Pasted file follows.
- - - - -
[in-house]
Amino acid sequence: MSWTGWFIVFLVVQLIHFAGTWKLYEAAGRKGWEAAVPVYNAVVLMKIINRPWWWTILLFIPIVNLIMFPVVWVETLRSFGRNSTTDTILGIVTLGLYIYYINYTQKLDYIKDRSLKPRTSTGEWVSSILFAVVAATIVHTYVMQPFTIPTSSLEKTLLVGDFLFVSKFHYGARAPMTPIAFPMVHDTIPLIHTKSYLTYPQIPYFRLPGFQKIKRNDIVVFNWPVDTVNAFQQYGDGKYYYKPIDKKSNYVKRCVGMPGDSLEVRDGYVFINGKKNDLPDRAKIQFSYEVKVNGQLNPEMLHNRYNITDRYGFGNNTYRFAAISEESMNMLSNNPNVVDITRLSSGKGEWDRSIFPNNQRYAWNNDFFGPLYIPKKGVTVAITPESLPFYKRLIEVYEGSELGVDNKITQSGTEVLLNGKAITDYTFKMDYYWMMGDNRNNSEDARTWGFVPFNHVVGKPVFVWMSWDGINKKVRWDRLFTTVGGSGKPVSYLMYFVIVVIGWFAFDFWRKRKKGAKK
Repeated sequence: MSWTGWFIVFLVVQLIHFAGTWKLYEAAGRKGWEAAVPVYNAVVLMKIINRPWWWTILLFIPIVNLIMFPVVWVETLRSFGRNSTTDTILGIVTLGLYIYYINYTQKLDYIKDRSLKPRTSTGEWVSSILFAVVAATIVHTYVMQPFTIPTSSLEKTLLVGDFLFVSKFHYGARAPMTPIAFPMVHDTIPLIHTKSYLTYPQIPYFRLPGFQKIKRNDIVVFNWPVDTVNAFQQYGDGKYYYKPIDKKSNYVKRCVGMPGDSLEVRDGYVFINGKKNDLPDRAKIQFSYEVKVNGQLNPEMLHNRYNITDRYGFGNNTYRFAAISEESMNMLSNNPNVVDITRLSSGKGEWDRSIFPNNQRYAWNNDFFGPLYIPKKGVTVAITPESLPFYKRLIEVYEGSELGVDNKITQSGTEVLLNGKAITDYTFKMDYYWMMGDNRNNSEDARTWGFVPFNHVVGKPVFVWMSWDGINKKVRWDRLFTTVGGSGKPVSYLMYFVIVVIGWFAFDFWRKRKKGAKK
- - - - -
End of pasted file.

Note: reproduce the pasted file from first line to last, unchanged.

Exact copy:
[in-house]
Amino acid sequence: MSWTGWFIVFLVVQLIHFAGTWKLYEAAGRKGWEAAVPVYNAVVLMKIINRPWWWTILLFIPIVNLIMFPVVWVETLRSFGRNSTTDTILGIVTLGLYIYYINYTQKLDYIKDRSLKPRTSTGEWVSSILFAVVAATIVHTYVMQPFTIPTSSLEKTLLVGDFLFVSKFHYGARAPMTPIAFPMVHDTIPLIHTKSYLTYPQIPYFRLPGFQKIKRNDIVVFNWPVDTVNAFQQYGDGKYYYKPIDKKSNYVKRCVGMPGDSLEVRDGYVFINGKKNDLPDRAKIQFSYEVKVNGQLNPEMLHNRYNITDRYGFGNNTYRFAAISEESMNMLSNNPNVVDITRLSSGKGEWDRSIFPNNQRYAWNNDFFGPLYIPKKGVTVAITPESLPFYKRLIEVYEGSELGVDNKITQSGTEVLLNGKAITDYTFKMDYYWMMGDNRNNSEDARTWGFVPFNHVVGKPVFVWMSWDGINKKVRWDRLFTTVGGSGKPVSYLMYFVIVVIGWFAFDFWRKRKKGAKK
Repeated sequence: MSWTGWFIVFLVVQLIHFAGTWKLYEAAGRKGWEAAVPVYNAVVLMKIINRPWWWTILLFIPIVNLIMFPVVWVETLRSFGRNSTTDTILGIVTLGLYIYYINYTQKLDYIKDRSLKPRTSTGEWVSSILFAVVAATIVHTYVMQPFTIPTSSLEKTLLVGDFLFVSKFHYGARAPMTPIAFPMVHDTIPLIHTKSYLTYPQIPYFRLPGFQKIKRNDIVVFNWPVDTVNAFQQYGDGKYYYKPIDKKSNYVKRCVGMPGDSLEVRDGYVFINGKKNDLPDRAKIQFSYEVKVNGQLNPEMLHNRYNITDRYGFGNNTYRFAAISEESMNMLSNNPNVVDITRLSSGKGEWDRSIFPNNQRYAWNNDFFGPLYIPKKGVTVAITPESLPFYKRLIEVYEGSELGVDNKITQSGTEVLLNGKAITDYTFKMDYYWMMGDNRNNSEDARTWGFVPFNHVVGKPVFVWMSWDGINKKVRWDRLFTTVGGSGKPVSYLMYFVIVVIGWFAFDFWRKRKKGAKK